Carson, even in retirement, casts long shadow
Late-night host left 'Tonight' show 10 years ago Wednesday
(CNN) -- There's an old joke: Who has been present at the conception of more children than any other person?
The answer: Johnny Carson.
For 30 years, Americans curled up in bed with their favorite late-night talk show host never far away as he held court on the "Tonight" show, entertaining audiences with Carnac the Magnificent, "Stump the Band" and the Mighty Carson Art Players. He hosted the marriage of Tiny Tim and Miss Vicki, watched as Albert Brooks put foodstuffs down his pants and introduced more comedians -- many of whom later got their own shows -- than most comedy clubs.
And then, on May 22, 1992, after 4,531 episodes, he simply walked away.
Ten years later, though, he's as fondly remembered as ever. A recent CNN/Gallup Poll ranked him as the best late-night talk show host of all time, well ahead of No. 2, protégé David Letterman. Carson was even popular among 18-to-29-year-olds, many of whom were barely even old enough to actually see a Carson-hosted "Tonight" show.
For Esquire magazine writer Bill Zehme, who wrote a recent cover story on Carson, that's no surprise.
"Here's a guy who comforted us for 30 years -- and boy, we're in a world now that needs all the comfort it can get," Zehme said.
A cool man for a cool medium
When Carson first became host of the "Tonight" show in 1962, he was already a TV star, best known for hosting the top-rated daytime game show "Who Do You Trust?" He'd guest-hosted several times for his "Tonight" predecessor, Jack Paar, and initially turned down NBC's offer to become permanent host.
But he finally accepted and became an icon.
Before Carson, the "Tonight" show had already had as many personalities as hosts. The show's first host, Steve Allen, was the multitalented improviser, going out on the street with Louis Nye and Tom Poston and playing his own compositions on the piano. When Allen left, a short-lived follow-up, "Tonight: America After Dark," rotated hosts in different cities, trying to capture the flavor of late-night America; it was a dismal flop.
And then came the mercurial Paar, an expert interviewer who nonetheless made the network uncomfortable with his show's all-too-lively atmosphere. Paar stormed off the show in 1960 when NBC cut a joke based around a bathroom pun (the "W.C."). He returned a month later with a funny gag ("Now, as I was saying") but his feuds with New York columnists and network honchos, and his tendency for raising political hackles, finally prompted him to leave.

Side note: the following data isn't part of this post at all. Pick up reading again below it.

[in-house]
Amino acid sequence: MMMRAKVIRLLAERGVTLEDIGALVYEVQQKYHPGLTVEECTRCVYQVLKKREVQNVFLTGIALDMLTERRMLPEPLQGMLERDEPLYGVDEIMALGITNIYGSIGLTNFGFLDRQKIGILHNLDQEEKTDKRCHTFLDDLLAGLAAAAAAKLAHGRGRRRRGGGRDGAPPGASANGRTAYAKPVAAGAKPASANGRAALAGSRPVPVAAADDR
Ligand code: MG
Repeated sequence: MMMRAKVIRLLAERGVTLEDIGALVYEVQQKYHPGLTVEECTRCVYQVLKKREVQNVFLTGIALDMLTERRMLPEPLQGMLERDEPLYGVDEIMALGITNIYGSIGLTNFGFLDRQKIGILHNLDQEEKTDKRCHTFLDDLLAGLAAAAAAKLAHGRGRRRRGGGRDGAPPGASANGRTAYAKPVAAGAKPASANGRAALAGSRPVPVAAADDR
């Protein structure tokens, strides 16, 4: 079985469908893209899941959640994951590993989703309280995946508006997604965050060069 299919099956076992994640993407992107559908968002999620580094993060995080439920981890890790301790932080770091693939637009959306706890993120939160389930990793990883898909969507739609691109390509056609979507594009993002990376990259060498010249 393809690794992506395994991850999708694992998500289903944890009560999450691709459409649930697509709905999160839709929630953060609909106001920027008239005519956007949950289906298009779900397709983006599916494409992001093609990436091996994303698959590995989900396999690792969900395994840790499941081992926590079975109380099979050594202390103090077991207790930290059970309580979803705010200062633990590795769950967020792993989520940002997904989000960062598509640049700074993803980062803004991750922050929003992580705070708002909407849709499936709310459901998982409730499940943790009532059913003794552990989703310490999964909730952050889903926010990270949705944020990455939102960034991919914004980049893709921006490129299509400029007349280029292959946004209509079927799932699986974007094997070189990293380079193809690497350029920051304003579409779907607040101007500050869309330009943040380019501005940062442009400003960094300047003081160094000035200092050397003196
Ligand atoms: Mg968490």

Carson brought a calmness to the "Tonight" show and quickly became a favorite. His expert timing made his nightly monologue a next-day water-cooler must; his stunts, including the Tiny Tim wedding and a 1973 announcement of a toilet paper shortage (frightened shoppers started hoarding the stuff), became legendary.
Over the years, he became the highest-paid personality on television, all the while cutting back his hours and his workdays. NBC probably didn't mind; the "Tonight" show was, and remains, one of its most profitable programs.
Besides, he was a steamroller to the competition, triumphing over shows by Dick Cavett, Joey Bishop, Pat Sajak, Joan Rivers and David Brenner -- all of whom had been frequent Carson guests at one time or another.
'His life is still the same'
Carson's 1992 departure led to a bitter battle to become his replacement between David Letterman, whose "Late Night with David Letterman" followed the "Tonight" show on NBC's schedule (and was produced by Carson's company), and frequent guest host Jay Leno. Leno won and remains the host today; Letterman jumped to CBS to host a competitor, "The Late Show."
Carson remained above the fray, and wasn't kidding when he said he was retiring. For the last 10 years, he's taken it easy.
"He's doing nothing different except not going to work," said friend and poker partner Carl Reiner. "His life is still the same."
Today's talk show hosts are envious of Carson's ability. Craig Kilborn, host of CBS' "The Late Late Show," got some of Carson's old tapes and found they stood the test of time.
"I would do that and watch him, and it's depressing 'cause he is that good," said Kilborn.
And comedians miss him. Los Angeles comic Argus Hamilton still has an old home video of his appearance on Carson's show because it represents his breakthrough.
"Cars were honking their horns and waving at me, saying 'Great show,' 'Great last night,' 'You were wonderful, Argus,' " he recalled.
Carson, then and now, is unimpressed.
"It's just a television show," he once said, "not the Dead Sea Scrolls."
Maybe not. But tell that to all children who came into this world because of Johnny Carson.
-- CNN's Anne McDermott contributed to this article.
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